As I continued to slowly wander back downstream playing things over in my head there was nothing I could do without getting myself wet as the water dropped away very quickly where I was standing and the state my legs are in there was no way I was putting myself in a precarious position, maybe a few months ago but not today.


The Grayling kept coming to the dries and that was more than enough for me, I'll have one of these over a salmon any day of the week, but I suspect a lot of others will have other opinions.


A few more Par came to the net as I decided it was time to start heading back as time was getting on and the rain had started  which seemed to turn things off as most rises had now died away but I managed to grab another Lady before things went totally quiet again.

As you can see the condensation on the lens of the camera, no matter how much I tried to dry it off with the rain it still left a slight smear on the picture.

I lost a further 2 Grayling as I fished it back downstream but I wasn't complaining as the day had started off slow but only improved as the day wore on and if this is the condition of the Ladies now I look forward to seeing them later on as the winter weather grips the countryside again and the feel of the crisp frost under your feet as you walk the dale looking for the winter Grayling on a clear crisp frosty morning........cant wait.

4 comments:

  1. Sounds like a cracking session George.

    I had a go on Saturday afternoon on the stretch you advised me about. It has much better access than where I used to park previously. I fished upstream of the bridge for about 500 yards where it starts to climb, then back down again to just past the bridge. I struggled on the fly as there wasn't much rising, and I'm rubbish at the moment on the wets. I managed a couple of small trout on the float (tut tut). There were two other anglers on the stretch; one was spinning and the other was fly fishing.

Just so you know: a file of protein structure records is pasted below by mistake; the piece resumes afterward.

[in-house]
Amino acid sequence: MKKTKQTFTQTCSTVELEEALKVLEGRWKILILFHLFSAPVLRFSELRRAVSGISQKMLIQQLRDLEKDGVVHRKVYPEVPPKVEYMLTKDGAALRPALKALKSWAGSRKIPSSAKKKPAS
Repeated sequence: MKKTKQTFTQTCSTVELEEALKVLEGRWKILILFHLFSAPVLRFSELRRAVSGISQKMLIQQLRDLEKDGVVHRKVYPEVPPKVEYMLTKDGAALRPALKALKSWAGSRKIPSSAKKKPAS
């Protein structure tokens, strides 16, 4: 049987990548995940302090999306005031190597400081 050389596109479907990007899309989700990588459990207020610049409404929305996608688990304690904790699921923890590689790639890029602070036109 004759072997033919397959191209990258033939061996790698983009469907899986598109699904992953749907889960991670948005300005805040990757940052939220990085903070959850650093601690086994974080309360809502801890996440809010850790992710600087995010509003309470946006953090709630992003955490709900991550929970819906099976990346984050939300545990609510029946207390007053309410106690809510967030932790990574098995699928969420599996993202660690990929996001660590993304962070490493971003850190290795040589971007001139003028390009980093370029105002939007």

Would you say the upper River (Teesdale) is the better option for Grayling than the lower stretches?

    Tight lines

    Dave

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    Replies

    1. Glad to hear your still out on the river Dave Glad you found the easier access more to your liking Its swings and roundabouts with the Grayling between the two stretches mate, the lower stretches down past Coniscliffe is more plentiful where the upper river has less but better quality in my personal opinion. I will continue to fish the lower & upper until the really cold weather hits then weather conditions will dictate where I can get to. Tight Lines mate George

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    2. Thanks for your reply.

      You're right about swings and roundabouts as I manged to blank at both upper and lower river in the same day :)

      However, all that will change soon as I've dusted off the vice and have knocked up a few of those UTAH Killer Bugs and Sturdy's fancies up. Grayling beware.

      Regards

      Dave

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    3. Hi Dave,
      You get days like that but hopefully not too many, I have to say I'm quietly waiting for the Grayling to go deeper before trying out the Utah Bugs that I tied up, I've got a couple of other nymphs which have served me well over all the years of fishing for them and are my go to bugs which always seem to get fish.
      Tight Lines mate
      Cheers
      George